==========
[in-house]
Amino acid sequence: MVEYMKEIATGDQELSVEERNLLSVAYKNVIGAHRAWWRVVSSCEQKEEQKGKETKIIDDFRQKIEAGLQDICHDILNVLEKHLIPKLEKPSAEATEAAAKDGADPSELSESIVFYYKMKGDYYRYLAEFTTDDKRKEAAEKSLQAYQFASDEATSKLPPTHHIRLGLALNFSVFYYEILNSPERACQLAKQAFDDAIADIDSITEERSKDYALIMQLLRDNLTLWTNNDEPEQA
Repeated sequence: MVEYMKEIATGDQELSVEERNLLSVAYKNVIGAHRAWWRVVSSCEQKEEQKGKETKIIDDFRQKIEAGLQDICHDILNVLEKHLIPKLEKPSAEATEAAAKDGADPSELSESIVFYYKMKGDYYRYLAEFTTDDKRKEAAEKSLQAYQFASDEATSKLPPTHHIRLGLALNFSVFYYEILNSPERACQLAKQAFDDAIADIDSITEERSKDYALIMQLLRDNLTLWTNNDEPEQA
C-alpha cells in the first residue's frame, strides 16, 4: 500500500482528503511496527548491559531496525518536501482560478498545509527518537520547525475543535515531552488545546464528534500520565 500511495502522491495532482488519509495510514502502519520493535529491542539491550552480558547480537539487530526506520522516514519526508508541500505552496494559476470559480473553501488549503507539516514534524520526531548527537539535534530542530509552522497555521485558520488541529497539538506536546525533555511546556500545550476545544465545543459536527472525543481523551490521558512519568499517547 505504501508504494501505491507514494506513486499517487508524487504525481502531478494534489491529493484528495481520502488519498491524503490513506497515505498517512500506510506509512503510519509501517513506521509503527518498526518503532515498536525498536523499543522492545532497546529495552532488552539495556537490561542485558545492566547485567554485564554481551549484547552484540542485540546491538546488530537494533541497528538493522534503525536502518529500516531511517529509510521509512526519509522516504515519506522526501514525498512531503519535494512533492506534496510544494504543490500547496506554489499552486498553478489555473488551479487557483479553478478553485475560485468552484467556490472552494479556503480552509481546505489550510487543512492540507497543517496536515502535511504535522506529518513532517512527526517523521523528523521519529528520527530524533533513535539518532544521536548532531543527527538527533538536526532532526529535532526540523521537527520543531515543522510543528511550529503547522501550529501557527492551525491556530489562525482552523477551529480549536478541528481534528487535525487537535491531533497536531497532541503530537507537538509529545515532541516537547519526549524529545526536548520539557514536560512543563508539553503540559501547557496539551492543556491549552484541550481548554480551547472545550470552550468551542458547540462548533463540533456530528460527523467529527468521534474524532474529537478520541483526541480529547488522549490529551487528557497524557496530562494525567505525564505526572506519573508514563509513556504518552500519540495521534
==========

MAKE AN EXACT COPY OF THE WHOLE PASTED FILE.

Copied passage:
[in-house]
Amino acid sequence: MVEYMKEIATGDQELSVEERNLLSVAYKNVIGAHRAWWRVVSSCEQKEEQKGKETKIIDDFRQKIEAGLQDICHDILNVLEKHLIPKLEKPSAEATEAAAKDGADPSELSESIVFYYKMKGDYYRYLAEFTTDDKRKEAAEKSLQAYQFASDEATSKLPPTHHIRLGLALNFSVFYYEILNSPERACQLAKQAFDDAIADIDSITEERSKDYALIMQLLRDNLTLWTNNDEPEQA
Repeated sequence: MVEYMKEIATGDQELSVEERNLLSVAYKNVIGAHRAWWRVVSSCEQKEEQKGKETKIIDDFRQKIEAGLQDICHDILNVLEKHLIPKLEKPSAEATEAAAKDGADPSELSESIVFYYKMKGDYYRYLAEFTTDDKRKEAAEKSLQAYQFASDEATSKLPPTHHIRLGLALNFSVFYYEILNSPERACQLAKQAFDDAIADIDSITEERSKDYALIMQLLRDNLTLWTNNDEPEQA
C-alpha cells in the first residue's frame, strides 16, 4: 500500500482528503511496527548491559531496525518536501482560478498545509527518537520547525475543535515531552488545546464528534500520565 500511495502522491495532482488519509495510514502502519520493535529491542539491550552480558547480537539487530526506520522516514519526508508541500505552496494559476470559480473553501488549503507539516514534524520526531548527537539535534530542530509552522497555521485558520488541529497539538506536546525533555511546556500545550476545544465545543459536527472525543481523551490521558512519568499517547 505504501508504494501505491507514494506513486499517487508524487504525481502531478494534489491529493484528495481520502488519498491524503490513506497515505498517512500506510506509512503510519509501517513506521509503527518498526518503532515498536525498536523499543522492545532497546529495552532488552539495556537490561542485558545492566547485567554485564554481551549484547552484540542485540546491538546488530537494533541497528538493522534503525536502518529500516531511517529509510521509512526519509522516504515519506522526501514525498512531503519535494512533492506534496510544494504543490500547496506554489499552486498553478489555473488551479487557483479553478478553485475560485468552484467556490472552494479556503480552509481546505489550510487543512492540507497543517496536515502535511504535522506529518513532517512527526517523521523528523521519529528520527530524533533513535539518532544521536548532531543527527538527533538536526532532526529535532526540523521537527520543531515543522510543528511550529503547522501550529501557527492551525491556530489562525482552523477551529480549536478541528481534528487535525487537535491531533497536531497532541503530537507537538509529545515532541516537547519526549524529545526536548520539557514536560512543563508539553503540559501547557496539551492543556491549552484541550481548554480551547472545550470552550468551542458547540462548533463540533456530528460527523467529527468521534474524532474529537478520541483526541480529547488522549490529551487528557497524557496530562494525567505525564505526572506519573508514563509513556504518552500519540495521534